We have teamed up with the University of East Anglia to help develop the careers of aspiring paramedics.
As the provider of NHS 111 and out of hours GP services in Norfolk, we are supporting second-year students from the University of East Anglia’s (UEA) student paramedic course by providing placements within our NHS 111 call centre and out of hours operations.
The initiative started in November 2017 and a total of six students have already started a placement.
Students will work a full week, carrying out shadowing and observation shifts alongside trained clinicians and GPs within both the NHS 111 contact centre and out of hours service. The students will learn about how primary care services are provided out of hours, and how the NHS 111 service can reduce the amount of people who visit accident and emergency centres at hospital.
Once the first cohort of nine students have completed their placement, a second set will join in February 2018.
A similar scheme is already underway to provide fifth year medical students at the university with a placement within the organisation to understand the work of NHS 111 and out of hours provision.
Valuable skill set
Craig Shorten, Clinical Lead for IC24 in Norfolk and Waveney, said: ‘This is a great opportunity for us to contribute to the careers of student paramedics in the area, and educate them in the live environment about how out of hours primary care works. Paramedics are generally associated with working for the ambulance service. However, across our organisation we have been recruiting paramedics into various roles, from telephone care to prison healthcare and they bring a valuable skill set. Hopefully these students will have really valuable placements with us and will help them to understand the value that paramedics can offer in out of hours care.’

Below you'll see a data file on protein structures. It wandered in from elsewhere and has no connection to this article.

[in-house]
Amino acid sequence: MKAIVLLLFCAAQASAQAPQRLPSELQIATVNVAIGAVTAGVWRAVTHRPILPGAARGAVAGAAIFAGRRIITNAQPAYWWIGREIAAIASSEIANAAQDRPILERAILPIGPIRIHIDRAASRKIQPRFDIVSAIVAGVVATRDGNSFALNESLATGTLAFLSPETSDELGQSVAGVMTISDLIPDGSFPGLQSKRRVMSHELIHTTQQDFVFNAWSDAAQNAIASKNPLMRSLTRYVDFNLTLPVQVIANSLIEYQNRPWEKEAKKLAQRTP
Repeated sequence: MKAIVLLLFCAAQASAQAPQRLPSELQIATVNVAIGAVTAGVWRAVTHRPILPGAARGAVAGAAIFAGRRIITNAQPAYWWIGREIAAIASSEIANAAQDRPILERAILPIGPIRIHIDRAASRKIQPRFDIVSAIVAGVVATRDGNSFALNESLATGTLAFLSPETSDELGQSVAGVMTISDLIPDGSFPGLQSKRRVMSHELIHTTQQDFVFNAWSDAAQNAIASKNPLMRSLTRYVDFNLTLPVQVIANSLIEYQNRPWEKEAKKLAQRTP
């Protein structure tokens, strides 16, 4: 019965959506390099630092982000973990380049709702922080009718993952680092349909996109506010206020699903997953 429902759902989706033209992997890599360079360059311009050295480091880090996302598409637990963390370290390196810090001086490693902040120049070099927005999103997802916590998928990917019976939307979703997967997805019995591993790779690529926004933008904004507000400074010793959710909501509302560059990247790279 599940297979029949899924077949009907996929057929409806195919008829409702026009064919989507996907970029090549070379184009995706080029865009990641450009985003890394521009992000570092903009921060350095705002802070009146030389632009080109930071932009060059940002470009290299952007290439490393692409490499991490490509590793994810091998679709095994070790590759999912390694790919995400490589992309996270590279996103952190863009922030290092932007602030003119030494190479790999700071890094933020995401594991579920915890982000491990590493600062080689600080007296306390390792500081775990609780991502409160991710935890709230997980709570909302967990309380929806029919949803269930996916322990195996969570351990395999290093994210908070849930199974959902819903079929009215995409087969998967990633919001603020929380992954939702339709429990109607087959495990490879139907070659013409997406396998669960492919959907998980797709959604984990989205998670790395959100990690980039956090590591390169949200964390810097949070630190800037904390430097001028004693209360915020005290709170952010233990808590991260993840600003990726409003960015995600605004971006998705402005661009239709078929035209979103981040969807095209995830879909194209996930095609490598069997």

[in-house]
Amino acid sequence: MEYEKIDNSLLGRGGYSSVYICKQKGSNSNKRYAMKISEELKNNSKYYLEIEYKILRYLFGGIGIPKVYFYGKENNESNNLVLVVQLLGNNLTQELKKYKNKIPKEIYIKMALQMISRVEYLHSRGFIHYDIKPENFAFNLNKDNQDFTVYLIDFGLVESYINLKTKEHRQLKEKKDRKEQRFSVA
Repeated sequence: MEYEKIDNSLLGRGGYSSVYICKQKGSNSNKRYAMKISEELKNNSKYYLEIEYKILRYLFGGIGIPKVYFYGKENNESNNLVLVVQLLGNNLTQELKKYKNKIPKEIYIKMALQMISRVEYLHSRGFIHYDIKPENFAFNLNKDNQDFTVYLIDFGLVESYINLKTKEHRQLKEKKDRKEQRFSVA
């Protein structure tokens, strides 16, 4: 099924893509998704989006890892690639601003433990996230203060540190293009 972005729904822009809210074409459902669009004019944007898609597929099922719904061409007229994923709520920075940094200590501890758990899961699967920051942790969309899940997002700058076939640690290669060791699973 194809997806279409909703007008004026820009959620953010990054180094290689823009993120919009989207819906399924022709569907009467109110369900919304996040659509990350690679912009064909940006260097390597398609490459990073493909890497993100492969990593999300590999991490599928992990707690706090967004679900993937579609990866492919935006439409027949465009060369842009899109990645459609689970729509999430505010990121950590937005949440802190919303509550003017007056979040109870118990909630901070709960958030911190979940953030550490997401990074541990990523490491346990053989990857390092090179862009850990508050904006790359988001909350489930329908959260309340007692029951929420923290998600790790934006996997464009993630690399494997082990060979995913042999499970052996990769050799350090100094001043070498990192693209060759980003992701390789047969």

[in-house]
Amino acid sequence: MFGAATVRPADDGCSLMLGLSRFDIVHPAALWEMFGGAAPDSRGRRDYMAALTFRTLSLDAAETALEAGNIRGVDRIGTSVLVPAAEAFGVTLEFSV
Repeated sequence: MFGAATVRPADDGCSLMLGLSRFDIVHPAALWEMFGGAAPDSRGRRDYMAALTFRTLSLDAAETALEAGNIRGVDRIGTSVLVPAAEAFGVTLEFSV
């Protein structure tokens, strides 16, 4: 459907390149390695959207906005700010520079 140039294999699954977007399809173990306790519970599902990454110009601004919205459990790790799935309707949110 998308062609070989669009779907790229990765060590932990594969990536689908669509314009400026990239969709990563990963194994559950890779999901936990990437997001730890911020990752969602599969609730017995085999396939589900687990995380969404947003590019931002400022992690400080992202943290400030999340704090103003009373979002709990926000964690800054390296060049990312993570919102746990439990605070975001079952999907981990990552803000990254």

David Shepherd, Lecturer Paramedic Sciences, UEA, said: ‘Paramedic science students at UEA are provided with a range of placement opportunities outside of the ambulance service. This gives them a broad understanding of how the paramedics can integrate with the wider NHS. When on ambulance placements student paramedics will often attend patients referred to the ambulance service by the NHS 111 services, so it is important for them to understand how and why such referrals are passed to ambulance crews. Through the UEA's collaboration with IC24, we are delighted to be able to offer our students a bespoke and focused learning experience which allows them to fully understand how the 111 call centre works and how the out of hours service provides primary and urgent care to service users across the local area.’
If the new placement scheme is successful then the two organisations will look at the potential for specialist paramedics to carry out final practical shifts.